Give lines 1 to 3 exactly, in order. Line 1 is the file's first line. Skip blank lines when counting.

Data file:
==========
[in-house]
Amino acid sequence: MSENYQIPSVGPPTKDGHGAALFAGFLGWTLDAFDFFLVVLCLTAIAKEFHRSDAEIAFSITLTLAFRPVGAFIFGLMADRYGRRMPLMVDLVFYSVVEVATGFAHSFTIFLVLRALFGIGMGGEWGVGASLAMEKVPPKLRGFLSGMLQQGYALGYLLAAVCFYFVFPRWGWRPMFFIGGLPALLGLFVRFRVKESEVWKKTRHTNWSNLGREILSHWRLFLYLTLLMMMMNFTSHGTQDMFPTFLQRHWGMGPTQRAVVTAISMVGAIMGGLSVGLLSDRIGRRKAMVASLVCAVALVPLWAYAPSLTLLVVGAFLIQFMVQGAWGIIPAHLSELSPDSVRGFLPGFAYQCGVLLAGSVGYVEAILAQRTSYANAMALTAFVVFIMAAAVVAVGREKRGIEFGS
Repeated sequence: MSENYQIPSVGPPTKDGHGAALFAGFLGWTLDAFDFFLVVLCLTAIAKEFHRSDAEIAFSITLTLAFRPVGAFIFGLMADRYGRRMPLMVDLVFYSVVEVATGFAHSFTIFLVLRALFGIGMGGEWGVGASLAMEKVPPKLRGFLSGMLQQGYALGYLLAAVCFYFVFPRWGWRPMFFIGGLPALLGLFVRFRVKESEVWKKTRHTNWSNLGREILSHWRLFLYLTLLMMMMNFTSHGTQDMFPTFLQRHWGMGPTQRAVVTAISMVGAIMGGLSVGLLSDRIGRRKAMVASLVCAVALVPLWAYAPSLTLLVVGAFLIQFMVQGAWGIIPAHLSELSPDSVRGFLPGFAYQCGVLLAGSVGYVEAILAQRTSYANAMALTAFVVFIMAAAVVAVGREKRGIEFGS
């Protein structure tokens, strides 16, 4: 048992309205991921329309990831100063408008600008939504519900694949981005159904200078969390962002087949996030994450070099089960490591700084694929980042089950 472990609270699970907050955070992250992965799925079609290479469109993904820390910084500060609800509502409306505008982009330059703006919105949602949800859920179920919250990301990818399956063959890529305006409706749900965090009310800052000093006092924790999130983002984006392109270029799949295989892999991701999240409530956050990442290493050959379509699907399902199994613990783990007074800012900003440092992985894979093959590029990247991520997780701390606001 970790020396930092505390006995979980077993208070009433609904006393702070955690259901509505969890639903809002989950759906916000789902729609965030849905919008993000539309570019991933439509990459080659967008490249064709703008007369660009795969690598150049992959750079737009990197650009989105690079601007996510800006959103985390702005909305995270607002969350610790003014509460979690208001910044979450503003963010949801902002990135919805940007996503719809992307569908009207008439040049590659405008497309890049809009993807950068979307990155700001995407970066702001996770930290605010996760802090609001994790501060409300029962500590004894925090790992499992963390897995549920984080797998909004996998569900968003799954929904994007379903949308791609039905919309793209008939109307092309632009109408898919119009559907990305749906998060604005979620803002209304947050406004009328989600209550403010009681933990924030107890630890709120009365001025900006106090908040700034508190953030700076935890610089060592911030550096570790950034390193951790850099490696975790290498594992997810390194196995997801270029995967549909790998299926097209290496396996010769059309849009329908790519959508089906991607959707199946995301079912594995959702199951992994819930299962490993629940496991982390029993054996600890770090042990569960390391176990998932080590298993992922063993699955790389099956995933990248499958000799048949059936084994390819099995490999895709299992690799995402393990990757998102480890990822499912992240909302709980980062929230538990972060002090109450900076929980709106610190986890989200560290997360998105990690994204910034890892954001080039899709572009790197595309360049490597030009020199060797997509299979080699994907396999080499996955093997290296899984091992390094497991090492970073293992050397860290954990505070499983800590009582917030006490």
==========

[in-house]
Amino acid sequence: MSENYQIPSVGPPTKDGHGAALFAGFLGWTLDAFDFFLVVLCLTAIAKEFHRSDAEIAFSITLTLAFRPVGAFIFGLMADRYGRRMPLMVDLVFYSVVEVATGFAHSFTIFLVLRALFGIGMGGEWGVGASLAMEKVPPKLRGFLSGMLQQGYALGYLLAAVCFYFVFPRWGWRPMFFIGGLPALLGLFVRFRVKESEVWKKTRHTNWSNLGREILSHWRLFLYLTLLMMMMNFTSHGTQDMFPTFLQRHWGMGPTQRAVVTAISMVGAIMGGLSVGLLSDRIGRRKAMVASLVCAVALVPLWAYAPSLTLLVVGAFLIQFMVQGAWGIIPAHLSELSPDSVRGFLPGFAYQCGVLLAGSVGYVEAILAQRTSYANAMALTAFVVFIMAAAVVAVGREKRGIEFGS
Repeated sequence: MSENYQIPSVGPPTKDGHGAALFAGFLGWTLDAFDFFLVVLCLTAIAKEFHRSDAEIAFSITLTLAFRPVGAFIFGLMADRYGRRMPLMVDLVFYSVVEVATGFAHSFTIFLVLRALFGIGMGGEWGVGASLAMEKVPPKLRGFLSGMLQQGYALGYLLAAVCFYFVFPRWGWRPMFFIGGLPALLGLFVRFRVKESEVWKKTRHTNWSNLGREILSHWRLFLYLTLLMMMMNFTSHGTQDMFPTFLQRHWGMGPTQRAVVTAISMVGAIMGGLSVGLLSDRIGRRKAMVASLVCAVALVPLWAYAPSLTLLVVGAFLIQFMVQGAWGIIPAHLSELSPDSVRGFLPGFAYQCGVLLAGSVGYVEAILAQRTSYANAMALTAFVVFIMAAAVVAVGREKRGIEFGS